Aramco Weighs Sale of Stake in Natural Gas Pipelines
(Bloomberg) -- Aramco is considering the sale of a stake in its vast natural gas pipeline network to help free up cash and draw more international investors to Saudi Arabia, people familiar with the matter said.
The state-owned energy producer is holding preliminary discussions on the potential move, the people said, asking not to be identified because the information is private. Any deal could raise billions of dollars for Dhahran-based Aramco depending how a transaction is structured, they said.
The discussions are happening barely two weeks after the company announced that a consortium led by Washington-based EIG Global Energy Partners LLC would invest $12.4 billion in its oil pipelines.
It’s unclear if the gas deal would be structured in a similar way. For the oil pipelines, investors will own a 49% stake in a new subsidiary that has leasing rights over the network. Aramco will retain ownership of the oil pipelines themselves and will likely continue to hold a majority stake in the subsidiary.
Governments in the Persian Gulf are increasingly using their energy companies to raise money and bolster their finances following last year’s coronavirus-triggered collapse in oil prices. Abu Dhabi National Oil Co. raised more than $10 billion last June by selling leasing rights over its gas pipelines to investors including Global Infrastructure Partners and Brookfield Asset Management Inc. Qatar Petroleum is planning to sell up to $10 billion of what would be its first dollar bonds.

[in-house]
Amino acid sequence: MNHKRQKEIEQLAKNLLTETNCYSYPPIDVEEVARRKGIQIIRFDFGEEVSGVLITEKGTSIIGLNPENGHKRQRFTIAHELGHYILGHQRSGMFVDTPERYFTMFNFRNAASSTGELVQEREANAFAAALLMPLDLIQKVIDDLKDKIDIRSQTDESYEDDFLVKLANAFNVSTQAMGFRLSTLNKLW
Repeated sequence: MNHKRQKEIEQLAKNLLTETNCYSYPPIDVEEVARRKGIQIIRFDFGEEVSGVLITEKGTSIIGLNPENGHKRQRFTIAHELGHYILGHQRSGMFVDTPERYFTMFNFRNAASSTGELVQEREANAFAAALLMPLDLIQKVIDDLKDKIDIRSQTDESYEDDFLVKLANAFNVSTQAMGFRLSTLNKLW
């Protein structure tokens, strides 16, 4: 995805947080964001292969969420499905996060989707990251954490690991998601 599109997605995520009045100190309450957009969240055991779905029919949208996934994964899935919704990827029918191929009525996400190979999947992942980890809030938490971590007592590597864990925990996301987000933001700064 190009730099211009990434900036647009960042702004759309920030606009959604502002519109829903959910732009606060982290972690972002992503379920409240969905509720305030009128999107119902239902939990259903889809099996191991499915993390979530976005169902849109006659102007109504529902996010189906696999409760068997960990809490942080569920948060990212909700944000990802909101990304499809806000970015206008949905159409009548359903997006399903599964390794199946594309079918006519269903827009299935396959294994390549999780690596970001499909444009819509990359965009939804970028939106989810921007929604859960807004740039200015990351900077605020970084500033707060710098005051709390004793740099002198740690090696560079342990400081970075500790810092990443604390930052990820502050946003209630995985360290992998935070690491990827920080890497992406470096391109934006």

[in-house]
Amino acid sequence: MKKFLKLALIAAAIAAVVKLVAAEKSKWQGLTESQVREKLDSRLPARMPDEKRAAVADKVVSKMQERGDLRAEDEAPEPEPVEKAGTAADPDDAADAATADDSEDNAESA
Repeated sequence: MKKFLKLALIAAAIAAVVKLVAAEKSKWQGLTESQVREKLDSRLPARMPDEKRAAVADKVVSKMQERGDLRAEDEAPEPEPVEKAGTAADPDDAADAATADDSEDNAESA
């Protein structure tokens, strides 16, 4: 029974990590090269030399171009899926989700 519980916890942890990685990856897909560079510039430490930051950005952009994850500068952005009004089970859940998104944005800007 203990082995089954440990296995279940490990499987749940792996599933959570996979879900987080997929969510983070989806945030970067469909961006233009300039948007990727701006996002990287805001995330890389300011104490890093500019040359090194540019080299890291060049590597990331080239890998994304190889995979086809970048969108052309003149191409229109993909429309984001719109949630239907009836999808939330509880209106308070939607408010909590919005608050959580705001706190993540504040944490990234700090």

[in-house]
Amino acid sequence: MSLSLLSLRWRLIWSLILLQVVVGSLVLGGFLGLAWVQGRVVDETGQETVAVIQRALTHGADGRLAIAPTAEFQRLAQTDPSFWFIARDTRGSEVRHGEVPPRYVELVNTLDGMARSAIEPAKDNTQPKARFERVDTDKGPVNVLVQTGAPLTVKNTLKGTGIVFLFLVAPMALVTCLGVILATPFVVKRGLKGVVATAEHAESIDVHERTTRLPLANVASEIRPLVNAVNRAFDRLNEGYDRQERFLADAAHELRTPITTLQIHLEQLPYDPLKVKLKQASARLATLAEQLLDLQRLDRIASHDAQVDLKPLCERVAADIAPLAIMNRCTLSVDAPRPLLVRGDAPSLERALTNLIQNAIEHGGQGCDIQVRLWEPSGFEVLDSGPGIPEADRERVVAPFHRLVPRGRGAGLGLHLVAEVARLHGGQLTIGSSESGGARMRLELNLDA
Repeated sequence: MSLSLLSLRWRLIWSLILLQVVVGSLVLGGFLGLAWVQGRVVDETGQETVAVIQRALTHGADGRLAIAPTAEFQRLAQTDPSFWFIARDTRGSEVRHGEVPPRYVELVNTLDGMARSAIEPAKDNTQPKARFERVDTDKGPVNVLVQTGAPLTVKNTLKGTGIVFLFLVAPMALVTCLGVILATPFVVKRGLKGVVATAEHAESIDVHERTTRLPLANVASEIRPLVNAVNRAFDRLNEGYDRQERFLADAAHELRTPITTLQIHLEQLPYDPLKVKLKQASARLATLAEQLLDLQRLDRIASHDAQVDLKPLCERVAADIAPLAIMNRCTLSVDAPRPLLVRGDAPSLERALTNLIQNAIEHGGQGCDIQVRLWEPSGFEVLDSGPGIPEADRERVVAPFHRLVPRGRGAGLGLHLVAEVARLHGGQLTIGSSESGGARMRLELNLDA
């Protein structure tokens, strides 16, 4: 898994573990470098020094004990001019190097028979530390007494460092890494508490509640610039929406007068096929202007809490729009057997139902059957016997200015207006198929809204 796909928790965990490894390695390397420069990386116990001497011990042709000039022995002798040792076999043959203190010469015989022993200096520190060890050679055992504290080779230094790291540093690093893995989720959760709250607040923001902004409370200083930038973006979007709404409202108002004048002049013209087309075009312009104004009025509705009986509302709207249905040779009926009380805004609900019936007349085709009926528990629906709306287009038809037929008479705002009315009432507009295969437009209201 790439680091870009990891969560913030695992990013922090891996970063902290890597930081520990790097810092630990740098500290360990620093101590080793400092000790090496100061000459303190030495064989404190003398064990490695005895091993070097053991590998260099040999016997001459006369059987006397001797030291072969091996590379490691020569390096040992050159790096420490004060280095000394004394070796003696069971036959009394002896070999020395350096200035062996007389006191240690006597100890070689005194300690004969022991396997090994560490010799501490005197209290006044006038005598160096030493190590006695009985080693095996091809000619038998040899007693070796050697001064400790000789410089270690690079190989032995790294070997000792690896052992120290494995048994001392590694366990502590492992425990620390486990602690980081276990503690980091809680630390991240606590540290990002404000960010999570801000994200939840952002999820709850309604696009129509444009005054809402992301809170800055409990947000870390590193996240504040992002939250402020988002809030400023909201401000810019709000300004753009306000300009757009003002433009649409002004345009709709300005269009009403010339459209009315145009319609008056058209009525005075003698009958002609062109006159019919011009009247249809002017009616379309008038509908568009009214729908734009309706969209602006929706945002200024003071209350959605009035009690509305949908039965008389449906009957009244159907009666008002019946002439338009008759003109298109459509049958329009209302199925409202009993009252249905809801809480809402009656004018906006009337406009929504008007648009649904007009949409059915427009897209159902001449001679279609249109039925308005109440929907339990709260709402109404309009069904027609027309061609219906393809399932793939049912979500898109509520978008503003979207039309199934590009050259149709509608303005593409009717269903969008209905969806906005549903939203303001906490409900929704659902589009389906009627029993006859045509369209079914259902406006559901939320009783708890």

Aramco is also conducting a strategic review of its upstream business in a move that could see it introduce external investors to some of its oil and gas assets, Bloomberg News reported last week. Aramco Chairman Yasir Al-Rumayyan has started selling stakes in non-core assets to help maintain the company’s $75 billion dividend, almost all of which goes to the Saudi government.
Aramco’s Master Gas System is a network of pipelines connecting its production with processing sites throughout the kingdom. The infrastructure has a capacity of about 9.6 billion cubic feet per day, according to Aramco’s annual report.
Deliberations are at an early stage, and there’s no certainty Aramco will proceed with a transaction, the people said. Aramco, formally known as Saudi Arabian Oil Co., declined to comment.
The company reshuffled its senior management last year and created a division focused on “portfolio optimization,” which will “assess existing assets” and boost access to growth markets. It is headed by Abdulaziz Al Gudaimi, who reports to Chief Executive Officer Amin Nasser.
Saudi Arabia has the eighth-largest gas reserves globally and the largest in the Arab world after Qatar, according to BP Plc. They had mostly been overlooked by the kingdom as it instead focused on its huge oil deposits. In recent years, the government has sought to increase gas production -- which reached a record level in 2020 -- to diversify the economy and transition to cleaner fuels for local power plants.
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